Alastair Cook has claimed that the ECB's decision to relieve him of the England captaincy a matter of weeks before the World Cup has been proved wrong in hindsight and described the players as looking "shellshocked" during a disastrous campaign that ended at the group stage.
Cook was sacked in December, amid worsening results and after going more than two years without an ODI hundred. Speaking in Dubai for the launch of the Emirates T20 - Cook is in the UAE to take part in the Champion County match between MCC against Yorkshire - he said that England appeared to lack for leadership after heavy defeats against Australia and New Zealand in their first two World Cup games set them on the road to an early exit.
"I'm always going to have a slightly biased view on that. I was there for three-and-a-half years trying to do a job," he said. "We got to number one in the world with a full strength side and got to the final of the Champions Trophy. There were things I can be very proud of. As any captain will tell you, leading your country in a World Cup is a huge honour and one that can never be taken lightly. I was very much looking forward to that.
"I understand the pressure I was under. I wasn't scoring the runs I should, or could, have been scoring, so I understand that my position was in jeopardy. I said at the end of Sri Lanka that if there was a change, I couldn't complain because I hadn't scored the runs.
"But I think you saw in Australia the dangers of making such a big decision so close to the tournament. I don't know what's gone on on that tour, and I can only speak from watching a little bit from afar, but it did look like the lads were shellshocked from the first two games. That's when you need real leadership to help steer you through that. Whether I would have made a difference, I don't know. But I was fully confident we would get out of our group, and from there, you've got to win three games in a row - that's how this World Cup has worked.
"I can't speak about what's gone on there in depth, but you always back yourself, and I would have loved to have had the opportunity that was taken away from me. The selectors made that decision because they thought it was the best for English cricket. Hindsight has probably proved them wrong, but now it's very easy to say that."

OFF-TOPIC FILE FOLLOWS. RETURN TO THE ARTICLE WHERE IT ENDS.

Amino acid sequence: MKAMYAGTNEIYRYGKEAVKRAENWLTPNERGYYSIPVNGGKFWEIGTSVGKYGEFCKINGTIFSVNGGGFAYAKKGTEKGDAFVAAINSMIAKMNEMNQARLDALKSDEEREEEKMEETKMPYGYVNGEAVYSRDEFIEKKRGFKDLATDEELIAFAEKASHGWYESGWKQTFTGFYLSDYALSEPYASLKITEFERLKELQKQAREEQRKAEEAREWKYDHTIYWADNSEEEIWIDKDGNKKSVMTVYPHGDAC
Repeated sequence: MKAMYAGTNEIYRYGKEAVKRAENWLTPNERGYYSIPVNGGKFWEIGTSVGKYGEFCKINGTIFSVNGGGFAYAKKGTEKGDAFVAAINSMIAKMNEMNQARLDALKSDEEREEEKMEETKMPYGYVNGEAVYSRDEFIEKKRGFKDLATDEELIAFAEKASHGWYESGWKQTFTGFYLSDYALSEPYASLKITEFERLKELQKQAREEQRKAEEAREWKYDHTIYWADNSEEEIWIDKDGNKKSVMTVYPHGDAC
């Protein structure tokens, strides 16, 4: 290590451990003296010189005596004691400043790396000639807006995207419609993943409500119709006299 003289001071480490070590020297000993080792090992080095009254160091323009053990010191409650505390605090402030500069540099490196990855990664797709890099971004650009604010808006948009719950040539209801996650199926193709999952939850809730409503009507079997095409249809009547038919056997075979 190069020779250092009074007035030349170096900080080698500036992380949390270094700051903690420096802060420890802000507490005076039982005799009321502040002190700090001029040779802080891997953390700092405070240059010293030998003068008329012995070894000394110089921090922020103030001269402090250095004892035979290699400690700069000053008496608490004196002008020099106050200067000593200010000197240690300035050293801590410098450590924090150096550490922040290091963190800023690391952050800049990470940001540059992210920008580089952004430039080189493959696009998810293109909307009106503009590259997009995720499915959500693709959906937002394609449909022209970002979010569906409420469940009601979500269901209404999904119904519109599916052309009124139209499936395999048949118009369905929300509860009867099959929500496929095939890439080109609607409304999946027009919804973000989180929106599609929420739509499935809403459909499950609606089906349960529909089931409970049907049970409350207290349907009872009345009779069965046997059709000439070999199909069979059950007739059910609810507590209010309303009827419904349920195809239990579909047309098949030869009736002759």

Cook has been training with Essex since his removal, preparing for England's Test tour of the West Indies, the squad for which was announced on Wednesday. The dismal World Cup showing has increased the pressure on head coach Peter Moores - who, as one of the selectors, was involved in the ODI captaincy decision - but Cook reiterated his support.
"As always in this day and age - we talk about football managers and it's coming into cricket now, it's a results-driven business," he said. "There's no doubt about it, there's pressure on him. There's pressure on all of us. All I can say is that I've really, really enjoyed working with Peter. In my eyes, he's a fantastic coach who needs a bit of luck for that to come out. I enjoy working with him and the lads do. I hope he stays and gets the opportunity to turn it round. I've only got good things to say about him."
England's success in coming from 1-0 down to beat India 3-1 in the Test series last summer was one of the reasons the management persisted with Cook in charge of the one-day side. The encouragement of three successive Test victories has long since dissipated, however, as England lurched through six months of ODI cricket in preparation for the World Cup, which included heavy reverses against India and Sri Lanka.
Cook conceded that, a year after England's post-Ashes rebuilding job began, they would have to start the job of changing perceptions once again.
"What's happened this winter, the fans will be feeling disappointed, and there's a bit of doom and gloom about English cricket," he said. "We've got the responsibility as a Test side, a different format, to go out and try and change that and start turning it around again. That is the challenge we've got.
"We built that momentum a little bit after the Ashes with a slightly younger side, including the likes of Gary Ballance and Joe Root. There was a feel-good factor about the English game in the middle of August after the Test matches. Since then, it's been tough going. We've got to rebuild again."
Asked whether the Test team's momentum had been lost, Cook replied: "I wouldn't say all of it has been, but a hell of a lot of it has been. You have to remember that it is a different format and you get a change, but all teams are grouped under the same English cricket umbrella, and we can't be naive enough to think that it's not. We have a repairing job to do, and the only way of doing that is by playing some good cricket and to start winning."